Newark school board to district: send more details on proposed budget

By Naomi Nix | NJ Advance Media for
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on March 31, 2015

Newark Public Schools Advisory Board sent a letter to Superintendent Cami Anderson outlining several concerns about the district's proposed budget for the 2016 fiscal year.


NEWARK — Newark Public Schools Advisory Board questioned this week the school district's proposed 2016 fiscal budget, which calls for teacher layoffs based partly on performance.

In a letter addressed to Superintendent Cami Anderson, the board said the district did not provide enough information about the budget during last week's public meeting for the elected officials to make a decision.

"The plan that was provided did not contain the level of detail needed for Board members to make an assessment," board chair Rashon Hasan wrote in a letter dated March 30, 2015. "The strategy did not contain any estimates for the proposed number of FTE separations (personnel) needed to make the district's target for $20M savings in the central office."

Hasan continued to say the board is concerned about the number of employees with a special assistant title, who make up more than 40 percent of total staff salaries of $75,000 or more.

"Our board is concerned with the district's alignment and use of the special assistant title," the letter said. "It is imperative that the district provide a plan to use human resources more effectively."

The district unveiled a budget last week which calls for $20 million in cuts to its central office including non-instructional staff, supplies and professional services; The district is also looking to slash $10 million of its budget that pays teachers.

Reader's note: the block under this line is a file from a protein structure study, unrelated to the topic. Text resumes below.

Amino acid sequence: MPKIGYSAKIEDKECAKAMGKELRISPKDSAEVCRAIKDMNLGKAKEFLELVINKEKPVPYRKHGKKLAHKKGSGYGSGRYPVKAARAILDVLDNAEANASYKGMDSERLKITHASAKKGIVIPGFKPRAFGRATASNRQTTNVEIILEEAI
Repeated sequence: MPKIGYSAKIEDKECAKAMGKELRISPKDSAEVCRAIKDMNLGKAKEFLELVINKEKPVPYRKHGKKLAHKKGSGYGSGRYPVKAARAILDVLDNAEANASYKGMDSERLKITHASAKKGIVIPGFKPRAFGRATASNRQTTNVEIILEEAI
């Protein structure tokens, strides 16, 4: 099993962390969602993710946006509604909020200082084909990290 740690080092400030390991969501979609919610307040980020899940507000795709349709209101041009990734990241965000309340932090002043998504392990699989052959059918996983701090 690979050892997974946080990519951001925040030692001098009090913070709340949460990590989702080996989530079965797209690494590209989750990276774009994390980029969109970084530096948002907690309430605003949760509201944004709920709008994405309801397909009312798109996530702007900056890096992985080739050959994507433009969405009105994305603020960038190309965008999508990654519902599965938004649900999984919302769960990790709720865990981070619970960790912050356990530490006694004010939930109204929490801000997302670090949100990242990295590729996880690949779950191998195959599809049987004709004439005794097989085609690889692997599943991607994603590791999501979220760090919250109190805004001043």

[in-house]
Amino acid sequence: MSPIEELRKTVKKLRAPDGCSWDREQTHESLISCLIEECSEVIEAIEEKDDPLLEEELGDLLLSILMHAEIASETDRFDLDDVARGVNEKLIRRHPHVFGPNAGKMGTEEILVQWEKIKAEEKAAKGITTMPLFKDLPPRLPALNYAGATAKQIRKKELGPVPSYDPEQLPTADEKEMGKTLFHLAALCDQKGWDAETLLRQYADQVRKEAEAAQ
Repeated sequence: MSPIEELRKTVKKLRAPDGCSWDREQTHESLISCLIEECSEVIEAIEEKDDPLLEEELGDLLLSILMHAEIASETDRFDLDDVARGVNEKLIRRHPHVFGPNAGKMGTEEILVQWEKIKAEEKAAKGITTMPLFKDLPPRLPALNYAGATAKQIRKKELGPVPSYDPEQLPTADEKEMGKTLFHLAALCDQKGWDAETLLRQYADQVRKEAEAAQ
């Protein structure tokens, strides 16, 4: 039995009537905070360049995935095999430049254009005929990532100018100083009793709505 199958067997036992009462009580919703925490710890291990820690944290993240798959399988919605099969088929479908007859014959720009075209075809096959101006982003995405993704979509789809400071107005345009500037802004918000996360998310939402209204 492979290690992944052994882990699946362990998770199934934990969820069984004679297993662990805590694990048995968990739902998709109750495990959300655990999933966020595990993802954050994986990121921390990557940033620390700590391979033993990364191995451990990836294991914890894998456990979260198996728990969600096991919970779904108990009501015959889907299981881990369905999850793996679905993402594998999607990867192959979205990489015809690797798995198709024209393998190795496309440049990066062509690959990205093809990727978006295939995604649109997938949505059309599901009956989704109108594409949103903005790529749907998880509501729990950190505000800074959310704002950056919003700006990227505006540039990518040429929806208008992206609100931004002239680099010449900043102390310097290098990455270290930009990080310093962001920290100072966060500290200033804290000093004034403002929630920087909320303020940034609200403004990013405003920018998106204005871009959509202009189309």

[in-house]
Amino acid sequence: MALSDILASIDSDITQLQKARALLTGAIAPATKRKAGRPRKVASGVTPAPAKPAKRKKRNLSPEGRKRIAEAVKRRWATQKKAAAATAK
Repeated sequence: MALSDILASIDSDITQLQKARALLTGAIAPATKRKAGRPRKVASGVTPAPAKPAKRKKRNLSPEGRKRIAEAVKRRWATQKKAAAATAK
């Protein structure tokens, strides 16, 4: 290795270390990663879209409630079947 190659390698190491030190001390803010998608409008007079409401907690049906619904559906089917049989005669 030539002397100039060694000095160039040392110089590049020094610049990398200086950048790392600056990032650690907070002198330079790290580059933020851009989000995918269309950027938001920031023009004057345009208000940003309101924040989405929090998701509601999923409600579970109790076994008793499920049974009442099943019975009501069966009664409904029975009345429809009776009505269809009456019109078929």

But the district said last week it will not know the exact number of employees that will be laid off until after it tallies the open positions and the employees that have left voluntarily.

"We don't want to give someone a pink slip and come back a few months later and say 'never mind because we saw these separations,'" Gabrielle Wyatt, the district's executive director of strategy, said during the board meeting.

The district also said that it would prefer to base any teacher layoffs, in part, on performance rather than seniority alone.

According to Newark Public Schools, if the district had initiated layoffs during the 2012-2013 school year the majority of schools would have lost 20 percent or more of their effective or highly effective teachers.

The district will seek a waiver from the state Department of Education to upend the longstanding "first in, last out" rules governing teacher layoffs, officials said.

Under the terms of the waiver that the district requested from the state last year, teachers would be placed into performance categories from lowest to highest. Then the district would then rank the teachers within a given performance category first by tenure status and then by length of service.

Thus non-tenured teachers who are in the lowest performance category would be laid off first.

Newark Public Schools has not laid off any teachers since Anderson assumed the superintendent role in 2011, according to the district.

The board's letter outlines other concerns about the proposed 2016 fiscal budget including the district's proposed education classroom setup for special needs students and the disparity in length of the school day between charter schools and public schools.

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